The Pomona Day Reporting Center in Pomona, California recently hosted an in-person transition celebration honoring nearly 40 parolees who successfully completed the DRC’s intensive evidence-based reentry program designed to prepare them to return to their communities as productive citizens.
GEO Reentry Services runs the Pomona DRC, a non-residential reentry center, on behalf of the California Department of Corrections and Rehabilitation’s Division of Adult Parole Operations. Daily operations are supervised by DRC Program Manager Matthew Hill and center staff.
Guests at the May 20 event included community leaders, parole officers and community partners, along with graduates and their families. During the event, attendees watched as participants receive their certificates of completion, and several speakers made remarks.
Due to COVID regulations, the event was held outside in two parts — morning and afternoon — and all present followed local health and safety guidelines for mask-wearing and social distancing. A photo station, to-go lunches, gift bags and a snow cone truck were all part of the graduates’ experience as well.
Most participants graduating that day had completed a modified version of the program in 2020 and 2021 consisting of months of online and in-person classes at the DRC, including cognitive behavioral therapy, substance abuse treatment, life skills training, job readiness classes and ongoing testing for drug and alcohol use.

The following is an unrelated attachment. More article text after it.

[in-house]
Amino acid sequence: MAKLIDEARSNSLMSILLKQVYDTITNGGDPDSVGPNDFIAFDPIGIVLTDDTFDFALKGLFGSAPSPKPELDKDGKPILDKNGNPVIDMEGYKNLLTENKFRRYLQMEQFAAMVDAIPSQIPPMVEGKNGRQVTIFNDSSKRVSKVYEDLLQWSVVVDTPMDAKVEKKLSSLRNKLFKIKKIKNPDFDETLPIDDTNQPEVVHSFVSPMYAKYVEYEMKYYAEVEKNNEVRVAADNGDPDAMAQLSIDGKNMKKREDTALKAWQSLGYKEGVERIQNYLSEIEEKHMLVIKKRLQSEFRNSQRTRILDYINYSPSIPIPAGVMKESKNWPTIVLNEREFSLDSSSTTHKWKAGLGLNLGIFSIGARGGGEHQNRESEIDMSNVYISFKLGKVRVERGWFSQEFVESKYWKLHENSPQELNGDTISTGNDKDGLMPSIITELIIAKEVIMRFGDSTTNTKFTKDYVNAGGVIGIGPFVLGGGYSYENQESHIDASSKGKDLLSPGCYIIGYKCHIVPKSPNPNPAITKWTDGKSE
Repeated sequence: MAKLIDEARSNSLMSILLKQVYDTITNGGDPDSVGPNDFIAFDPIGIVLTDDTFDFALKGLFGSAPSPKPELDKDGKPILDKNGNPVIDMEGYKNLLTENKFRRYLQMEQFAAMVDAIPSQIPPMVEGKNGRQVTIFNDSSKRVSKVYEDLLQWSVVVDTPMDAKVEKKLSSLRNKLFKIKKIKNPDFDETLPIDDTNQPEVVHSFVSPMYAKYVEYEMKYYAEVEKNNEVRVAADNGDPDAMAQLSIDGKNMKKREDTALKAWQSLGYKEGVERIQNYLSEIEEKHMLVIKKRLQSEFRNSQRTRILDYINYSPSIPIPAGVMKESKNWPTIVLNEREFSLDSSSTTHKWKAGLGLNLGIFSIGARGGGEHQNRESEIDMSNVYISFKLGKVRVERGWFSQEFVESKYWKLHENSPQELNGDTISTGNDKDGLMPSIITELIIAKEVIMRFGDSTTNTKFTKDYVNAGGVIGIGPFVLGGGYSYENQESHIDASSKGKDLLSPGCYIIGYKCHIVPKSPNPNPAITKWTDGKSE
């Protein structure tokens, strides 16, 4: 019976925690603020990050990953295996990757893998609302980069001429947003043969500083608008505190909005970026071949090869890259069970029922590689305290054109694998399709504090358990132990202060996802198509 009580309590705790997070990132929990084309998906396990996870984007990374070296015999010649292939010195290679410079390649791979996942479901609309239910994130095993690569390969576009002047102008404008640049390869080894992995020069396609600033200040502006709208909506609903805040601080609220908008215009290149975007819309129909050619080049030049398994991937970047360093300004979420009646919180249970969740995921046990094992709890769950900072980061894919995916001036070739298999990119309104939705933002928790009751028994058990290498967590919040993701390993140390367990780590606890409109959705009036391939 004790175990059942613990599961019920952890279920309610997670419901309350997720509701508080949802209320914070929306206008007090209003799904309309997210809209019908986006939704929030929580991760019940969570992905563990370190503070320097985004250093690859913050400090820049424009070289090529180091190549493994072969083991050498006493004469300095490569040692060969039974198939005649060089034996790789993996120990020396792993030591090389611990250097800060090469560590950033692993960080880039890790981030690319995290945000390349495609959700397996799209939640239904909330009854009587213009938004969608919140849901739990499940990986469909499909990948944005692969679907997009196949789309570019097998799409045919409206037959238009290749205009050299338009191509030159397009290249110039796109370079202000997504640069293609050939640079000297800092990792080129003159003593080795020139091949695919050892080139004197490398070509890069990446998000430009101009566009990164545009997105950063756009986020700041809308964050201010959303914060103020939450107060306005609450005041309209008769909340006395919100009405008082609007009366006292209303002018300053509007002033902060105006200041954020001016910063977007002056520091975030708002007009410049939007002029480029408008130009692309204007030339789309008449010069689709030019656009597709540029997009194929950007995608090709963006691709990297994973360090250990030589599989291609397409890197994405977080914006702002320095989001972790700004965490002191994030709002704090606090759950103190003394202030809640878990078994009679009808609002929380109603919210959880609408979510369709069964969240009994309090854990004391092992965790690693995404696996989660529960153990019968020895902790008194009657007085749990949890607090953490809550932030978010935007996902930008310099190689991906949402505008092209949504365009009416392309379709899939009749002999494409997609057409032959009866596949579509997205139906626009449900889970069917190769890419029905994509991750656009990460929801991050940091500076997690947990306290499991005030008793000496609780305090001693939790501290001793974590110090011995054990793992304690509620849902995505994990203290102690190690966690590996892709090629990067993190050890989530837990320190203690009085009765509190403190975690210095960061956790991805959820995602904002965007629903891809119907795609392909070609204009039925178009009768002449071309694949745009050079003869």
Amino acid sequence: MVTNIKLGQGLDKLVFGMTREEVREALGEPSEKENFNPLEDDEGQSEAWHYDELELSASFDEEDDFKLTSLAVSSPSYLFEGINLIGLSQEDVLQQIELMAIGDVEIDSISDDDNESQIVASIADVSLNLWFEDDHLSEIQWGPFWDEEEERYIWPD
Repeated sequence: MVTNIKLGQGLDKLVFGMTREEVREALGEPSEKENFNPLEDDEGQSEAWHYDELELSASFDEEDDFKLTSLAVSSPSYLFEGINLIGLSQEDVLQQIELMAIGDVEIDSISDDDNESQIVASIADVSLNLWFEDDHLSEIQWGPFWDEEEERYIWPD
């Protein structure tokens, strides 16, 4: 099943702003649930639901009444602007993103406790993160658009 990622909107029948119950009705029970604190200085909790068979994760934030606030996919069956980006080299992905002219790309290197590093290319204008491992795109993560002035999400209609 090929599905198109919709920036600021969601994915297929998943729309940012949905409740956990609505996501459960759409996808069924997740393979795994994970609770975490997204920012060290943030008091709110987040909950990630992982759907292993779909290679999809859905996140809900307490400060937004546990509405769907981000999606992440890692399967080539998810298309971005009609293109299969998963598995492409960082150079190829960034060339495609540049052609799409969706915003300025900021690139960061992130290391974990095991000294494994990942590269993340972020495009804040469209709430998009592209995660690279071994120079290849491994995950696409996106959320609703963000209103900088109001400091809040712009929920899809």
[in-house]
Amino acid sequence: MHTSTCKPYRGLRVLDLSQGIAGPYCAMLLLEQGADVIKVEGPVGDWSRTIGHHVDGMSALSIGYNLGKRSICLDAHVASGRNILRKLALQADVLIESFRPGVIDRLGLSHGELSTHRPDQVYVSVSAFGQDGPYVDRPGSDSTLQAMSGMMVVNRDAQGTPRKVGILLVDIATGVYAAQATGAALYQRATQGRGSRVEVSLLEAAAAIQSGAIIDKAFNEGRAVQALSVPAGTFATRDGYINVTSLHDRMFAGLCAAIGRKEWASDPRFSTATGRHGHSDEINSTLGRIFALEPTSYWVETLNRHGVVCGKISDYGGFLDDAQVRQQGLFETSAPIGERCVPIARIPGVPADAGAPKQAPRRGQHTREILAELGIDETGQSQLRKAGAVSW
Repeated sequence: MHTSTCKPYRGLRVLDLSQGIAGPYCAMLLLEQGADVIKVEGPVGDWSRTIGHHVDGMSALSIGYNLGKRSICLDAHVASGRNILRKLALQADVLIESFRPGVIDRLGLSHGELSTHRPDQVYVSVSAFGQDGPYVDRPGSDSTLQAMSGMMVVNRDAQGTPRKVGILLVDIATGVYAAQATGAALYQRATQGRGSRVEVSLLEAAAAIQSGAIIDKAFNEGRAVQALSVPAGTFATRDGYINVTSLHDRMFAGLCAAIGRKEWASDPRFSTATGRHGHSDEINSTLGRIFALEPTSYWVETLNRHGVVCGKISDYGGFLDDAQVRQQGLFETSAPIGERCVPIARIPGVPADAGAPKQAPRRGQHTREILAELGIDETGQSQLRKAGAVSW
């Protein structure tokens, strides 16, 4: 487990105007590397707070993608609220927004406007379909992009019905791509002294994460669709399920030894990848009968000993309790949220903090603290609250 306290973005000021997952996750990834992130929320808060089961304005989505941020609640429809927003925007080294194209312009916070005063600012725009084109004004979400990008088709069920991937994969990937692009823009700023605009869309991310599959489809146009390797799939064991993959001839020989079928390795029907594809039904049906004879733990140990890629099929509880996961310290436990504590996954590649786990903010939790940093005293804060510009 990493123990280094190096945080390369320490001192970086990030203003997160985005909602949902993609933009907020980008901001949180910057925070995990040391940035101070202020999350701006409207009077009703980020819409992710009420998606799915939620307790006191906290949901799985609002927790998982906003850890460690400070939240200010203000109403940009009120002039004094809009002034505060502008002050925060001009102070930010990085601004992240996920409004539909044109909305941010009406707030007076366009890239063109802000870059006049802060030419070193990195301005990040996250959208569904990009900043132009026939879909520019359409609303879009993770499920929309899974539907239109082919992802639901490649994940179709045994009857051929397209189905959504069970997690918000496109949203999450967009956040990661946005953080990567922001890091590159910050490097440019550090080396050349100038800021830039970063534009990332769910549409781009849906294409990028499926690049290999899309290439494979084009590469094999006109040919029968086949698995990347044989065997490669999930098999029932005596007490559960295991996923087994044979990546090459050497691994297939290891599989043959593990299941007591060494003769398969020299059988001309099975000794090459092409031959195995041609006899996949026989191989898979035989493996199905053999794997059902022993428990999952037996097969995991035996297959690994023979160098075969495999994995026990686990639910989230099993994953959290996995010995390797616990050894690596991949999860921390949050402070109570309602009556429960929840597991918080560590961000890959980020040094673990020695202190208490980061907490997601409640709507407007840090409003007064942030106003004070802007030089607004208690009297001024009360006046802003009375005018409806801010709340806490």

At the Pomona DRC and GEO Reentry reporting centers throughout California, conducting graduation ceremonies, including virtual events via video conference, has remained important throughout the pandemic. For participants, being recognized for their accomplishments continues to serve as a powerful motivator for success once they leave the program.
DAPO opened the Pomona DRC, located at 1295 East Holt Avenue in Pomona, in 2013 to help ease prison overcrowding and reduce recidivism rates among adult parolees. Many of these graduates were referred by DAPO after violating conditions of parole, and many are “one strike” away from life in prison.